The proper response in Fiji was made by the Police Commissioner Ioane Naivalurua who said everyone in Fiji was “disturbed to see the video that has emerged of what appears to be the abuse of two men who, at this stage, we understand to be recaptured prisoners … A thorough investigation to establish the circumstances of this incident has been ordered.”   It should have been left at that: an expression of deep concern and a clear indication that the perpetrators would be dealt with.”

But no. The PM agreed to be interviewed by Fiji Village and immediately undermined the announcement of the Police Commissioner. He did not condemn the beating and could be thought to approve it. Instead, he commended the work of the security in  recapturing escaped prisoners, referring to the group last year that went on a rampage around Suva before being recaptured. He seemed to think that this action  justified the later incident captured on the video. All he did to criticize those doing the beating was to say that others were “saying excessive force has been used [but] people should know that the security personnel work hard to protect the citizens of Fiji from hardened criminals.”

This is all very well but what the public should have been told is that this was an  appalling human rights abuse and it needs to be recognized as such. No ifs, buts or maybes.

By not commenting directly, the PM left himself —and his government— wide open to accusations that he supported the violence.

He mentioned the use of cellphones by prisoners communicating with criminal elements outside prison, and said the “Commissioner of Prisons has his work cut out for him.”  The PM could have gone on to report on what progress has been made to stop cellphones being used to communicate between Naboro prison and organized criminal groups outside the prison.   We know the security forces work hard; we know there are hardened and well organized criminals. We also know that Commissioner Naivalurua has constantly called on the police to lift standards,  but despite this prisoners continue to escape — and at least some of them are beaten.    The PM said investigations will be held but as the head of the government and the person responsible for the security of the nation, he has made it clear that he stands by the security personnel.”

What sort of message is this, Prime Minister?   It is recognized that Government, like any other government, needs to be confident of the full support of the security forces.  But your job, Prime Minister,  is to protect the institution by condemning  the actions of some officers whose actions have smirched its reputation and undermined its credibility. You must separate the wheat from the chaff.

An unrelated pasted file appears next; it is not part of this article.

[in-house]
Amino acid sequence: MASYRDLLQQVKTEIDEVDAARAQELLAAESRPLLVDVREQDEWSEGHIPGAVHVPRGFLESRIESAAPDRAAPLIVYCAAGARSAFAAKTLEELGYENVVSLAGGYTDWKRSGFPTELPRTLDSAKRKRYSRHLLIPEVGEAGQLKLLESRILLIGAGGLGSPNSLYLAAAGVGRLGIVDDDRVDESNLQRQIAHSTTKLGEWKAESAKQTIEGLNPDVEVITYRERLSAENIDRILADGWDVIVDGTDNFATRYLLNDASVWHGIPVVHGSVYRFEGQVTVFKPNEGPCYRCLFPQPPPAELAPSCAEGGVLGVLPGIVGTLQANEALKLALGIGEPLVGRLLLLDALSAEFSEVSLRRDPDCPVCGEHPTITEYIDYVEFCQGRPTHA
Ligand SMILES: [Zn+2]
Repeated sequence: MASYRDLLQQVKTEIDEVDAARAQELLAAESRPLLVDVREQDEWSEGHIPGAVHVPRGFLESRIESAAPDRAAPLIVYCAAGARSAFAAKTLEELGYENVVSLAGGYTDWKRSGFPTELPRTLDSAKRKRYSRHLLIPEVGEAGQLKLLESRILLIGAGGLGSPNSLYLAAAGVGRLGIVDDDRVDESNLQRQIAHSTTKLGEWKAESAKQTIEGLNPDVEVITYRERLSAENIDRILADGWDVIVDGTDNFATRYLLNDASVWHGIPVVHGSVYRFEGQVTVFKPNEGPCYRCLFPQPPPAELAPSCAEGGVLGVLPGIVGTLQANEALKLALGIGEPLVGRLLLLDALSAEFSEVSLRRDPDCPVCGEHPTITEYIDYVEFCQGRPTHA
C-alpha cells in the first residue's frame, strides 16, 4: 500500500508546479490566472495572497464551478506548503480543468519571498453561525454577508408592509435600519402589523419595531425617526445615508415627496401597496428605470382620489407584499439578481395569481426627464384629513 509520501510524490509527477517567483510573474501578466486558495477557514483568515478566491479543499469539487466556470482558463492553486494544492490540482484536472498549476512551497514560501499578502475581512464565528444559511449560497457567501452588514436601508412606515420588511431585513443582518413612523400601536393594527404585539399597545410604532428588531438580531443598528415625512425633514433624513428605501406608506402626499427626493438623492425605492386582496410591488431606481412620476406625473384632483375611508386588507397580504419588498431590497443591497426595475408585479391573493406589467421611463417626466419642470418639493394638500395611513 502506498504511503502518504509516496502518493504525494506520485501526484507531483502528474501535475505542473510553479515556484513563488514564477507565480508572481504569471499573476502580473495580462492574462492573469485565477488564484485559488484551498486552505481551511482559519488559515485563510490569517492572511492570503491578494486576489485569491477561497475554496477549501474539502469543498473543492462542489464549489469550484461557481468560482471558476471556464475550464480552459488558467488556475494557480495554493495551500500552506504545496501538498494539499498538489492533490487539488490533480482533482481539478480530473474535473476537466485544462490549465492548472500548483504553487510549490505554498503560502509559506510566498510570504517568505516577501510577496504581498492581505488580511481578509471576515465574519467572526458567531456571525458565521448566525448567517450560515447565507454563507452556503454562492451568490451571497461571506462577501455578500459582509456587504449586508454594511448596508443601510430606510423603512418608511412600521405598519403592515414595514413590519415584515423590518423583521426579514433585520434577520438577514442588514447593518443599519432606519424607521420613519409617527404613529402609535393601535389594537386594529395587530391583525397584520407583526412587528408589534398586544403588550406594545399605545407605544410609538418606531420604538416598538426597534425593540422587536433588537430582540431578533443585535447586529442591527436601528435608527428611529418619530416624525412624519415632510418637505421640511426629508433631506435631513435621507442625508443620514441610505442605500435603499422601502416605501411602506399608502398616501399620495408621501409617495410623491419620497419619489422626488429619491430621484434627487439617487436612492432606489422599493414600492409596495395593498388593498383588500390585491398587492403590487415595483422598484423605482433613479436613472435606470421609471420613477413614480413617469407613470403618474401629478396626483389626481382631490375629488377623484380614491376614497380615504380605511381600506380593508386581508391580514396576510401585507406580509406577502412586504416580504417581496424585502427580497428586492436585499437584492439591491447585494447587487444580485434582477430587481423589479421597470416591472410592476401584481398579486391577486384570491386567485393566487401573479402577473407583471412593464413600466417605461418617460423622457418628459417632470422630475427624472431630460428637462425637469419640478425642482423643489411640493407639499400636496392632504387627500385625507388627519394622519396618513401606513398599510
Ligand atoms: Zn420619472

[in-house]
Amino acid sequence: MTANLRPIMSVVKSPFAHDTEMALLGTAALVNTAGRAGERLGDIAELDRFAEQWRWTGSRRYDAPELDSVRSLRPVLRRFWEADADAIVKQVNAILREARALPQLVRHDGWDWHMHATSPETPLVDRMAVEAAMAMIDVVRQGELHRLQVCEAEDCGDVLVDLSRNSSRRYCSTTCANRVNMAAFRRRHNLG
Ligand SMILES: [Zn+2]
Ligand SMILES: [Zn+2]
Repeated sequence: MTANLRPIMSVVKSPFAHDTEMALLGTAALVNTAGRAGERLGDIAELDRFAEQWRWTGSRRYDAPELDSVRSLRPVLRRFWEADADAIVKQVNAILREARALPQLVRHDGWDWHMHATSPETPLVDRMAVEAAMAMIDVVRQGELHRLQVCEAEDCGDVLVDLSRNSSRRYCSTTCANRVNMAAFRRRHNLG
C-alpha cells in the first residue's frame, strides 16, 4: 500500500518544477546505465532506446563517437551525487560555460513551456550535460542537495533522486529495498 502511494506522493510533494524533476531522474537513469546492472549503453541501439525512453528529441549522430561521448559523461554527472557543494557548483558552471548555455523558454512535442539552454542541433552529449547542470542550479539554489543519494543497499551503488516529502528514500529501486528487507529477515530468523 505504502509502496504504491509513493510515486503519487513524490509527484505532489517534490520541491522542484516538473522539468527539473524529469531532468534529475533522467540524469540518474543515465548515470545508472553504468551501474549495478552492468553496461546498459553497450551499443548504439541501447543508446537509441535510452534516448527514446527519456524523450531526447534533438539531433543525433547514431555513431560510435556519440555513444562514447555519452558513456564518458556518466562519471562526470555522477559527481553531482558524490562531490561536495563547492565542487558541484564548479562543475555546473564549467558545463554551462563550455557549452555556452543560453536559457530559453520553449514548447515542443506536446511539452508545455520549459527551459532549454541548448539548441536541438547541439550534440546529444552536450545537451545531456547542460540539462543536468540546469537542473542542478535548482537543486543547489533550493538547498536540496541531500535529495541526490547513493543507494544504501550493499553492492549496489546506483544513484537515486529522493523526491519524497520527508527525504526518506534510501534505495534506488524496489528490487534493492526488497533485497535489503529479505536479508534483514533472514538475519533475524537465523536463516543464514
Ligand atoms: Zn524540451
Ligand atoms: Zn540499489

I am appalled that you said: “At the end of the day, I will stick by my men, by the police officers or anyone else that might be named in this investigation. We cannot discard them just because they’ve done their duty in looking after the security of this nation and making sure we sleep peacefully at night.”

Discard them for doing their duty? They should be named, charged and, if found guilty, fined or imprisoned and dismissed from government employment.  Send this message out once, loud and clear, Prime Minister, and I think all of Fiji will applaud you.

The call for common justice has not come solely, as you seem to believe, Prime Minister, from the NGOs that you denigrate by saying they are “paid by the international community to jump up and down every time we do something. That’s their job, they’re paid to do that by the people that fund them.”

With respect, Prime Minister, this is nonsense. Almost all NGOs in Fiji are supported by overseas funding but of these only a small cluster have consistently opposed your government, and I suspect this has been as much for a mix of personal and principled reasons as it has been because funding comes from overseas.  The call for action on the violence shown in the videos comes from ordinary Fijians and  ordinary people living outside Fiji.  They may not understand the circumstances but no normal human being could be anything but appalled by the video.  It was your job to quench the flames. You did not do so.

Having criticized  the limitations of Phil Goff, the PM and others in their reactions to this beating incident, I remind readers of the need to maintain perspectives. This is not the general state of affairs in Fiji.  The beating was an incident.  It was not political.  It was not initiated by the Fiji Government. It was little different from other beatings carried out during the tenure of previous governments. The incident is being investigated. And, by and large, most things are moving forward, with the now expected ups and downs, towards a better Fiji after the elections in 2014.

Source Crosbie Walsh, Posted by Rusi Varani for SWM